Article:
He’s not there to gain followers. He’s just scoping out the territory.
That seems to be Jesus’ reasoning when he replies to the Syrophoenecian woman. In Tyre, a local woman hears rumors of Jesus’ healing ability. She seeks him out asking for help. Jesus puts her off, comparing her to a dog begging for the children’s food.
Yikes! That’s just rude.
Now before we think this is totally out of character, remember that Jesus called other people names from time to time. The Pharisees, for instance, were “white-washed tombs” (Matt. 23:27).
Maybe what we need to do is revise our preconceptions about what Jesus is like. If you really comb the Gospels, you can find all kinds of times where Jesus did not seem to strive for niceness. He strove to be clear and honest, on the way to loving people into the kingdom.
But what does the insult mean? He’s saying he came to Israel, not to the Gentiles.
The story takes a surprising turn though: As they say,
…but she persisted.”
The woman takes Jesus’ rebuff and turn it into an argument for him to help her anyway:
Sir, even the dogs under the table eat the children’s crumbs.” (Mark 7:28 NRSV)
And Jesus LOVES it!
I picture a big grin sneaking onto his face, and a twinkle in his eye.
For saying that, you may go—the demon has left your daughter.” (Mark 7:29 NRSV)
It is definitely hard to understand Jesus’ rudeness.
And this is certainly not what I’ll recommend to my kids when I suggest they imitate Jesus.
But it helps me to think of the emotions that make sense of the dialogue.
Scripture is almost always very lean in its story telling. It is often more like an outline to a story, notes to the preacher, who will tell the story in a fuller way.
Mystery 4: Jesus heals a deaf man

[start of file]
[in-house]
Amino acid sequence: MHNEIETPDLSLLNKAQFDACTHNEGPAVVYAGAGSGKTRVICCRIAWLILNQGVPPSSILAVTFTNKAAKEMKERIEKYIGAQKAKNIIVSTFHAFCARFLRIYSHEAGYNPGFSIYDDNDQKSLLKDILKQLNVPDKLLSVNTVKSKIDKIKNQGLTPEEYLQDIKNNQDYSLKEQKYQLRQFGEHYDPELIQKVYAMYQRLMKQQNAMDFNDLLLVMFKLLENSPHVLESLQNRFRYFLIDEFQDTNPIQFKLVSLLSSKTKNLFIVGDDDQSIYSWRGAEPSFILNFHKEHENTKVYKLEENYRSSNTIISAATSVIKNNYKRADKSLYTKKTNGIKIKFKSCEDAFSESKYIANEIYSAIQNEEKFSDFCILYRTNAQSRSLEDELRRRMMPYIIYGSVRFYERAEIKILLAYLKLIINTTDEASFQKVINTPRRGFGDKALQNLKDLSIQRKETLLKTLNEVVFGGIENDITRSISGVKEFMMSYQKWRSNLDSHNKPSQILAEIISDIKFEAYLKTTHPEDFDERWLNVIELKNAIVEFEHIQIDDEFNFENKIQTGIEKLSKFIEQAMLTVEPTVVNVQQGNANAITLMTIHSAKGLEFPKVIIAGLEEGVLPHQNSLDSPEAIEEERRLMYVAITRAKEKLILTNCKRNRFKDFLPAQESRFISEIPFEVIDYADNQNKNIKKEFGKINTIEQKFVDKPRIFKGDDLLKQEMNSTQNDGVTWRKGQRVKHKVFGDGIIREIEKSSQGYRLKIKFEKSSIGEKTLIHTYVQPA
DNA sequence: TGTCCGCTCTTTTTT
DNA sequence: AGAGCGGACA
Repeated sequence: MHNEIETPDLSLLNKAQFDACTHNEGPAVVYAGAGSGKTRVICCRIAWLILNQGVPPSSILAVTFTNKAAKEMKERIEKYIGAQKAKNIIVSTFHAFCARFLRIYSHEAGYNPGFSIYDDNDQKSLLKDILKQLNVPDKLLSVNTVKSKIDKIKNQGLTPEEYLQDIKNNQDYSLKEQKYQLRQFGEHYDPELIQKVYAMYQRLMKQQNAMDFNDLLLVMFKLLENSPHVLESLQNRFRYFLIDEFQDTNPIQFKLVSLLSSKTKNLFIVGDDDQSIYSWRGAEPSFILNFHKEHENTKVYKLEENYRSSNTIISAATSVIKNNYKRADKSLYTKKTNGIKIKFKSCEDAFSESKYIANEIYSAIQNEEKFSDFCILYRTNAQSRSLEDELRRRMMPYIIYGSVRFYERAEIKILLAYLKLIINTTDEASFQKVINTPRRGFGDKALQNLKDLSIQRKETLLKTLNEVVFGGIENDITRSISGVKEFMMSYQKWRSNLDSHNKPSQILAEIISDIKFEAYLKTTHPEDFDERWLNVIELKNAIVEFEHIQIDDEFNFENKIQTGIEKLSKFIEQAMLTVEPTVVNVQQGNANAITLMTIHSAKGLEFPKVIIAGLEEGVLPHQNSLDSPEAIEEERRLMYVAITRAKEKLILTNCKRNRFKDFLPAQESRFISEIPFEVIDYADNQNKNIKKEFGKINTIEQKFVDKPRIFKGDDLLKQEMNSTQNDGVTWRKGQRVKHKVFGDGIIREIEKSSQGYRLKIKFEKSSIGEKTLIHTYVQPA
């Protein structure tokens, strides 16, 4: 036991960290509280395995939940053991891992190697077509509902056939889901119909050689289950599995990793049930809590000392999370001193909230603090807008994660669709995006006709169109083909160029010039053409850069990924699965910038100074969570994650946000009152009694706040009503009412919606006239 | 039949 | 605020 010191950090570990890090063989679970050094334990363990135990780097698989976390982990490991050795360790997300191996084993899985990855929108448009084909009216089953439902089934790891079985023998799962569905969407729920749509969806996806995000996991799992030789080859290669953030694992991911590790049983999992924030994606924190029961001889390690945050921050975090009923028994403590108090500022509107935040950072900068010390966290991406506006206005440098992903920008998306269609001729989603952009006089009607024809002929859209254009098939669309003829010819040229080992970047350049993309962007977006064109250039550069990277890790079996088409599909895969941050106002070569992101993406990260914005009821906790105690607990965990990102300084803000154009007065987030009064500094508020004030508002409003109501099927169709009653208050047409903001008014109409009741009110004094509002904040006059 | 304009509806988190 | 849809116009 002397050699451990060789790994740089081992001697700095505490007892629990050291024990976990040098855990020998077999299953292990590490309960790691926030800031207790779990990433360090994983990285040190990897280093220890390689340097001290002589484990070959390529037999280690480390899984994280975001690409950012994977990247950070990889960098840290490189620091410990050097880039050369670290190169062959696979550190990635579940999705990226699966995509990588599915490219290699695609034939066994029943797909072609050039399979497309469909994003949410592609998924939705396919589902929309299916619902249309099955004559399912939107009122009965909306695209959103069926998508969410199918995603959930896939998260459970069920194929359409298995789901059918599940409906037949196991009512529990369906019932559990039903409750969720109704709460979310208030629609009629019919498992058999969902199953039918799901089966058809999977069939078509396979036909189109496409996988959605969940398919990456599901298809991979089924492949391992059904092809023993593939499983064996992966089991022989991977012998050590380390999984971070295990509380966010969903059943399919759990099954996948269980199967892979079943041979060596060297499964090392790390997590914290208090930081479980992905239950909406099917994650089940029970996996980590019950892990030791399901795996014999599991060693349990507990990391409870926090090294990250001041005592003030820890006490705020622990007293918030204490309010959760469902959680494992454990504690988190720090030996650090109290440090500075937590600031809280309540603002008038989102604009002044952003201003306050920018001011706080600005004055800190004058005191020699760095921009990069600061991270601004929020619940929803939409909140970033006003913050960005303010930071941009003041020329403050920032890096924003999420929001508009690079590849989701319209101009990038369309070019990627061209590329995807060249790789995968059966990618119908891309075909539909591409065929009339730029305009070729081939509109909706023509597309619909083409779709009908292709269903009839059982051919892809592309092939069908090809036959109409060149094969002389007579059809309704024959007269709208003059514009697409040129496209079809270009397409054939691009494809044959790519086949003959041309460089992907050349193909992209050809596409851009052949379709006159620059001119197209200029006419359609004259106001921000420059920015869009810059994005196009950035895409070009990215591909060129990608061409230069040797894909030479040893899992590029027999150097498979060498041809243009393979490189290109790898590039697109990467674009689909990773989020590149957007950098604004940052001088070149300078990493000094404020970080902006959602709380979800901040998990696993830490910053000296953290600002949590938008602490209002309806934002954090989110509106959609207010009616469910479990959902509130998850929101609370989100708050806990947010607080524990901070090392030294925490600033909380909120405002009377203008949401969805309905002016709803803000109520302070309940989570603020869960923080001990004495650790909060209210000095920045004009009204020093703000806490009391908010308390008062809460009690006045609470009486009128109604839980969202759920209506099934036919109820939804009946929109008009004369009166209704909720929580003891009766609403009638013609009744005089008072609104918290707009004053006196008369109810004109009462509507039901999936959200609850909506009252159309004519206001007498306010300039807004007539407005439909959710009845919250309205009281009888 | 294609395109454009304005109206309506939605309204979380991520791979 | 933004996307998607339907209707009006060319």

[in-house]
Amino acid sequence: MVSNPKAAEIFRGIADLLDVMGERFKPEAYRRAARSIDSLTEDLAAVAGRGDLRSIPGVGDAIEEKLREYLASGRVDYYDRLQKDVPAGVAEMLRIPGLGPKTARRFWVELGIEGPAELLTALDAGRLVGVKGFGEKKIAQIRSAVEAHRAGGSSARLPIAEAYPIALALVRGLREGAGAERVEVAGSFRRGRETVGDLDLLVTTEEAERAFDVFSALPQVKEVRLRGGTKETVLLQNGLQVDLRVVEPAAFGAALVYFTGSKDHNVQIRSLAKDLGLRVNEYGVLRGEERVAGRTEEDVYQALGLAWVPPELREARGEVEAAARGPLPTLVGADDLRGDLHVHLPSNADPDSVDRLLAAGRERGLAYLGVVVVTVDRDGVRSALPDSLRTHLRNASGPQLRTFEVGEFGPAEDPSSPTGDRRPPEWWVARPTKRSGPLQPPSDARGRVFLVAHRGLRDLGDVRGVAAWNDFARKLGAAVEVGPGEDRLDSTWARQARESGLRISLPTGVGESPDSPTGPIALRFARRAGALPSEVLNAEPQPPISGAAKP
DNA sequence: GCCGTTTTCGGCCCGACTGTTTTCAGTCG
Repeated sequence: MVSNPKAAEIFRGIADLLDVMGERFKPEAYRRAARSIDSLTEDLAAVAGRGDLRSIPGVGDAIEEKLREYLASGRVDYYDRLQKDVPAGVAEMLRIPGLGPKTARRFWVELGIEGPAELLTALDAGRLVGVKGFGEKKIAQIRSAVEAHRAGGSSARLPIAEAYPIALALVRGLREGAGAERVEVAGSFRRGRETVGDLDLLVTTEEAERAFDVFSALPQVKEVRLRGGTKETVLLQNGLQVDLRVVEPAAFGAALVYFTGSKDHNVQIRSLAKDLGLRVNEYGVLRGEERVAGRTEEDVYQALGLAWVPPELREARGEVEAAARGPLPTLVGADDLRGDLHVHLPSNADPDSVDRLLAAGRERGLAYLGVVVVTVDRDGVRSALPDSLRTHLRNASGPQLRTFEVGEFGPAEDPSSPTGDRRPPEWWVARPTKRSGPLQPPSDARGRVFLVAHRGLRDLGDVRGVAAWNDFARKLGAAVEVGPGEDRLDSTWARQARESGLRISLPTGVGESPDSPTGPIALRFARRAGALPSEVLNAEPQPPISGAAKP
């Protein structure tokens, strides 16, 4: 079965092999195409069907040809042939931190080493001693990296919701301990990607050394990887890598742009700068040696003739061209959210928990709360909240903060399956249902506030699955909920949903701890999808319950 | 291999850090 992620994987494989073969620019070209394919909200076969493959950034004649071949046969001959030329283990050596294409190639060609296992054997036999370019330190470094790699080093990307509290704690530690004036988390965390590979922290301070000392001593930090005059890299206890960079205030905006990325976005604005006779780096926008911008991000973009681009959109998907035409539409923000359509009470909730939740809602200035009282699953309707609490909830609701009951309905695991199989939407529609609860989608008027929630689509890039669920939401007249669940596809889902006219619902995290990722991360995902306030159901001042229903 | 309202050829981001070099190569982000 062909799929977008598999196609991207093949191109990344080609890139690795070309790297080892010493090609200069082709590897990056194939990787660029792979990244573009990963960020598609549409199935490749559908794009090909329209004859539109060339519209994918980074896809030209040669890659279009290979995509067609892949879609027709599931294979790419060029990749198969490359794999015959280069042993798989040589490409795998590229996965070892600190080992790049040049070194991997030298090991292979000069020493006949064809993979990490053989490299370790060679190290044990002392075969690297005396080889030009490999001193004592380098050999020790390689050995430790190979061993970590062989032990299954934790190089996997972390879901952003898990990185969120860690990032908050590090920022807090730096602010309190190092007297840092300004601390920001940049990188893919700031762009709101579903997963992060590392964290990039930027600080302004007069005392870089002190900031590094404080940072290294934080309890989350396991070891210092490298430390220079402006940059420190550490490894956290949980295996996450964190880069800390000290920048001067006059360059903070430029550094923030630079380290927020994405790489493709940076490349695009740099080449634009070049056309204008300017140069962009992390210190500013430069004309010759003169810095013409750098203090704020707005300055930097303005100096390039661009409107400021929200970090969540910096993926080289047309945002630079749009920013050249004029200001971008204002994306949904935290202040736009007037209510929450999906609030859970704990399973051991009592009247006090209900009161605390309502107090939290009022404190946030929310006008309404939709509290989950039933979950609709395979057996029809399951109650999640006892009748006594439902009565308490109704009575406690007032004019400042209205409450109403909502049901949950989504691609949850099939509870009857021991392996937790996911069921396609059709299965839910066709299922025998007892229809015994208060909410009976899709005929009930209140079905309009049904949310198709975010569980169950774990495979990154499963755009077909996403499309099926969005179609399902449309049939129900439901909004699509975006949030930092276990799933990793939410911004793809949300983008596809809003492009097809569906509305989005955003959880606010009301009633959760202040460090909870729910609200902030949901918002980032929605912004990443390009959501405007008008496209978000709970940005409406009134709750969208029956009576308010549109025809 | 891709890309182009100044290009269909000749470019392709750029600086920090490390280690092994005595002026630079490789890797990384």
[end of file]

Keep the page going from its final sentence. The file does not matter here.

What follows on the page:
There is a fourth, more modern mystery as well. In the second story Jesus heals a man who cannot hear or speak.
Surely in New Testament times this would be unquestionably wonderful. In our times it is not so clear cut.
Today, since the rise of American Sign Language, the Deaf community is a culture of its own.
- Even if the Deaf do not hear words with their ears or speak words with their mouths, they have a language.
- And they have a vast amount in common with each other.
- Deafness creates many shared struggles and much shared experience.
- And Deafness created the language with which the members of the community share those experiences and support each other.
- There are Deaf social clubs and Deaf churches (though not everywhere by any means).
Here’s the thing: If Jesus were to come to a Deaf person today and offer to give them hearing, they might not take it.
They might hold back because to lose their Deafness would estrange them from their community — even from their church.
That often doesn’t make sense to a hearing person.
But if you know a Deaf person, someone whose primary communication is in American Sign Language, ask them: would they want to be healed of their inability to hear? Would this be “healing” or “crippling”?
This modern situation is worth pondering. What needs healing from Jesus depends on who you are, where you are, when you are.
I suspect if we are to be Jesus’ hands and feet, doing Jesus’ will in the world, we will need to think hard — and maybe listen hard — for what people want to be healed.
My Monday Meditations are my personal explorations of the Gospel text assigned for the coming Sunday in the Revised Common Lectionary. I don’t claim to reach the bottom of the text, or to have the final word. But I offer them to you, whether for devotional reflection or to spark thoughts in your sermon preparation.